The government’s actions in the last year have temporarily re-inflated home values and the stock market. This gives all their big nuts buddies (yes the same banks/insurance companies/big four CPA’s that have contributed handsomely to politicians coffers before/during/after the economic bubble) just enough time to cash out one last time before we fall flat on our face again. With 18-20% real unemployment (Yes that’s the real number. The government doesn’t count people on extended unemployment benefits, people working part-time that want to work full-time, people who want to work but benefits have run out, etc. into their unemployment calculations) we are not out of the recession as congress and their hand-picked economists say; we are simply slipping into a depression. Home prices are tied to interest rates and household income. Rates can’t go much lower and household incomes have been relatively flat for 10 years and aren’t going up with so many people desperate for employment. Jobs will not come back until Baby Boomers leave the work force, plain and simple. Get ready for a lost decade, it’s coming.

    • Curtis,
      I think you might end up being 100% correct on all counts.

      Just prepare yourself for people to be saying 3, 5, and 10 years from now…
      Who could have seen this coming and why didn’t we know these banks had so much toxic debt?

    • Awaiting Bubble Rubble

      Curtis,

      Thanks for your post. I think your insights hit the nail on the head and I’m in total agreement with you. I hope to buy puts on WFC. When do you expect the extend and pretend game to be up? I mean, one can’t expect real finance reform in a country where the “finance” (shell games with money) industry fronts the biggest lobby on K Street and it looks like Dept of Treasury is permanently staffed with Wall Streeters or incompetent clowns like Geithner. What do you think of Phil Angeledes’ findings so far? If you like, write to me at hikerdadlvp at y*hoo.

  • I maintain that instead of “how disconnected Wall Street is from the actual real economy.”, that comment should be modified to read “how disconnected California is and has been from the actual real world or real economy”.
    I also submit we should start releasing housing stats EX-Calif/NV/FL (throw in Michigan while you’re at it)
    Sort of like Durable Goods orders; EX-Aircraft/Transportation which really skews those data points.
    Those Big Three (four actually) markets really screw with the data.

    I also snicker when I read those three words – “Pick A Payment” – Snicker.

  • Housing Will Reach Bottom In 2014, followed By A Decade Of Stagnation!

  • Oh by the way, forgot to mention, for Californians, bottom will be 2015!

  • I haven’t followed Phil Angeledes much. All I’ve figured out is CA is the biggest mess if you compare states by contribution to GDP. There is nothing positive going in their direction.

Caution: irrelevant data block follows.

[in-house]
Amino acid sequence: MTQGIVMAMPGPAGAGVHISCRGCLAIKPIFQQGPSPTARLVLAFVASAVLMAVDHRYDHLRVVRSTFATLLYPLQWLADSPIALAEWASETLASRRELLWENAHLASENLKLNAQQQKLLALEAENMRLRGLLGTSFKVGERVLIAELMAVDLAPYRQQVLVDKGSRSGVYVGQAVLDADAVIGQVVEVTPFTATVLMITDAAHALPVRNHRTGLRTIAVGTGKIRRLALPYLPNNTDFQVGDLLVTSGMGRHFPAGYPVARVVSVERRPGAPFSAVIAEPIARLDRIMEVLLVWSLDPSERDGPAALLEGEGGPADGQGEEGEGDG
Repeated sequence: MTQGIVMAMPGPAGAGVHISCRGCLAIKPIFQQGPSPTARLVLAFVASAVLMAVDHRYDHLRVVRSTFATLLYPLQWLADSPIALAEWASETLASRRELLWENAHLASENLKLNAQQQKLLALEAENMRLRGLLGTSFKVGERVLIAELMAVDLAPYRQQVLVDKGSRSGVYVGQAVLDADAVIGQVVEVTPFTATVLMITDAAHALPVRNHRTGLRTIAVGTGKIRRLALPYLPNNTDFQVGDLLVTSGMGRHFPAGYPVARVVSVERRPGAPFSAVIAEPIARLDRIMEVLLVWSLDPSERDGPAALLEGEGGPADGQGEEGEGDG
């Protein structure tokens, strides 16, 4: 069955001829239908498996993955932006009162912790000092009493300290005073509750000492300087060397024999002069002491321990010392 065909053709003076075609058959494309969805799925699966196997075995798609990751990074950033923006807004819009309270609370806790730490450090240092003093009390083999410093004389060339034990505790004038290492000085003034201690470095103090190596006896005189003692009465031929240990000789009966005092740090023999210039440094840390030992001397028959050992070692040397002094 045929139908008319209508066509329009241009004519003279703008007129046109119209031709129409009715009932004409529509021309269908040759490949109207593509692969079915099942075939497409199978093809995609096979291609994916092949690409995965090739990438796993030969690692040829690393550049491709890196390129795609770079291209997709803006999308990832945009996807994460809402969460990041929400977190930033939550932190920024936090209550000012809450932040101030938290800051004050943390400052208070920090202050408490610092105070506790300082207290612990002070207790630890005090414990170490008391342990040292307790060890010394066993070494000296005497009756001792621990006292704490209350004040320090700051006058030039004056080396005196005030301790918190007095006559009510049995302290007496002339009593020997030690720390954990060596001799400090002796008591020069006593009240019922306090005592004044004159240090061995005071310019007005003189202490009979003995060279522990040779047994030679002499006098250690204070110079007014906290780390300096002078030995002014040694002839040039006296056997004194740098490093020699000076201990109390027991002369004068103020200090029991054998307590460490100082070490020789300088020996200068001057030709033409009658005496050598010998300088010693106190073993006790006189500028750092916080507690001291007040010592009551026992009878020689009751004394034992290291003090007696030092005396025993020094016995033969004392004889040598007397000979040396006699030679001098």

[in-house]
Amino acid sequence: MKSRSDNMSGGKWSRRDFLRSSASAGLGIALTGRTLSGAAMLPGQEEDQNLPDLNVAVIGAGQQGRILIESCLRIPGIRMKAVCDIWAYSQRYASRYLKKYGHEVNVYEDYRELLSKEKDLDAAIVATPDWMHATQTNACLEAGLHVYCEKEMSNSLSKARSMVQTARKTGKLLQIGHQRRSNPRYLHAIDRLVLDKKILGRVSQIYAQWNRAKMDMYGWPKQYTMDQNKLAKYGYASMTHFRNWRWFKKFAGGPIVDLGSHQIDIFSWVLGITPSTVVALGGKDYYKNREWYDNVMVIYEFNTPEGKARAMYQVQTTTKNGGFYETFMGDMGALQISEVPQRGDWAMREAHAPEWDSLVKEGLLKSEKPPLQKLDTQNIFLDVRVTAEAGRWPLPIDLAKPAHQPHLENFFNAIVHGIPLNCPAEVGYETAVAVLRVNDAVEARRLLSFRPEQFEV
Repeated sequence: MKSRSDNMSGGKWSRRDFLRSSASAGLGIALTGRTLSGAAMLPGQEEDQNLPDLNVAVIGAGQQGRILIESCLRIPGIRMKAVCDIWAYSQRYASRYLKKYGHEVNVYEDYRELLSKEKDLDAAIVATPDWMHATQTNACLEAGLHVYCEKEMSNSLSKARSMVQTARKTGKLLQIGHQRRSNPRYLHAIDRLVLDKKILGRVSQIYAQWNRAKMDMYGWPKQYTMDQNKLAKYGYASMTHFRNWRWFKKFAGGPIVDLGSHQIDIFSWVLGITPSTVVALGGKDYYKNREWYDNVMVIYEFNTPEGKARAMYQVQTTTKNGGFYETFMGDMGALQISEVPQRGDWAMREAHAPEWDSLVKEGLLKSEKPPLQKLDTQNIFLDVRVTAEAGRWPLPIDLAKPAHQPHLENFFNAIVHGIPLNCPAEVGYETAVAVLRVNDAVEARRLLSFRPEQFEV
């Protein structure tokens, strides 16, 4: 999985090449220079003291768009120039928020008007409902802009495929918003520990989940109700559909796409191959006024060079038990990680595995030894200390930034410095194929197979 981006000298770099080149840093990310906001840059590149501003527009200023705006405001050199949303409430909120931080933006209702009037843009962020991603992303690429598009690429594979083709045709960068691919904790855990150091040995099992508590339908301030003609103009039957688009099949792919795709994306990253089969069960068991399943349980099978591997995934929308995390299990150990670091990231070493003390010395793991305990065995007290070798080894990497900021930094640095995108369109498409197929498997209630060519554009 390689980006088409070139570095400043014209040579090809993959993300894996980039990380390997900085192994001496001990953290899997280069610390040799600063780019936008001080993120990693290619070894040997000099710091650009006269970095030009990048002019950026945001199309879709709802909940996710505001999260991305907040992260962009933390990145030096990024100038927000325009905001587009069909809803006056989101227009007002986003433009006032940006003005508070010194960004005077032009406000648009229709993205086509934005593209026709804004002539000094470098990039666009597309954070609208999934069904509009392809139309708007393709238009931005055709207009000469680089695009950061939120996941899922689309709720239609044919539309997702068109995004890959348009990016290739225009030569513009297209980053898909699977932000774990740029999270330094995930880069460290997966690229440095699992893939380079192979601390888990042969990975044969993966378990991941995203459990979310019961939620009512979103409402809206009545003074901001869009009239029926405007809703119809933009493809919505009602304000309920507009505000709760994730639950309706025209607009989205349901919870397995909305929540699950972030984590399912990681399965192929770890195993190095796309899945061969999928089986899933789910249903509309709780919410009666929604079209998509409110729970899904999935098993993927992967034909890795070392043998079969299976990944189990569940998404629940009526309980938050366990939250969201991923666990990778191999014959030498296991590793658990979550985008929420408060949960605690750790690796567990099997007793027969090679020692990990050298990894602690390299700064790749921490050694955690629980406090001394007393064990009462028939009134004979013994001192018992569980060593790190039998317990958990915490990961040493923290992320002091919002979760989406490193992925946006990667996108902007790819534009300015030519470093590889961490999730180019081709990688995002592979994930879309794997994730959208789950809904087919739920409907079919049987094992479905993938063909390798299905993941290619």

I think WFC can keep playing the “extend and pretend game” for a while, but eventually they will have to have a coming to Jesus. As long as they don’t have to disclose exactly what’s off balance sheet and the FDIC has no way of taking over a company of that size they could be in the clear, which makes the timing tough for buying puts. I would probably buy Jan 2012 or 2013 to be on the safe side. Investors seem to accept the “dancing moves” Howard Atkins throws out there when asked about the off balance sheet assets. He always says the same thing, “a majority of the assets are Fannie/Freddie debt that we simply service.” I also think a large percentage of their loans are tied to CA which is evident from what they do disclose. If home prices start to fall off a cliff in CA that’s going to be the best time. Investors that are short get spooked quick with FED/Govt involvement and with no volume the market runs quick the other way. Short pinches get get sold as bullish signals by the CNBC government propaganda machine which makes the market frustrating to trade.

  • Do the banks have to pay the property tax on foreclosed or abandoned properties?
    Is there a State of Calif. metric on that? Or did they payoff the legislature so they don’t have to pay cause I was just wondering what the carrying costs are when someone moves out. Like, can Randy Quaid move in to take care of the place? I mean while the bank doesn’t have to pay itself a mortgage payment, what bills pile up so the bank is forced to sell at a huge discount and is part of that required to payoff outstanding property taxes and other liens first.

  • I have an option arm I have been trying to mod for 18 months, today they advised me after being temp. approved I would need 4x the income to qualify. Though when I bought the home I did not have that income nor when it was temp. approved for a mod.
    Crazy – they created a bad product and should be held accountable to to fix it, can you say toyota, etc. Reading the OCC report Wamu targetted SoCal w/something like 80% of their loans sold to socal.There is only one reason they will not turn a non-performing asset into a performing asset and that is they get a better deal by foreclosing. Who can qualify, when they are fully amortizing the loan at a higher value though the property value is often half. better question why should we.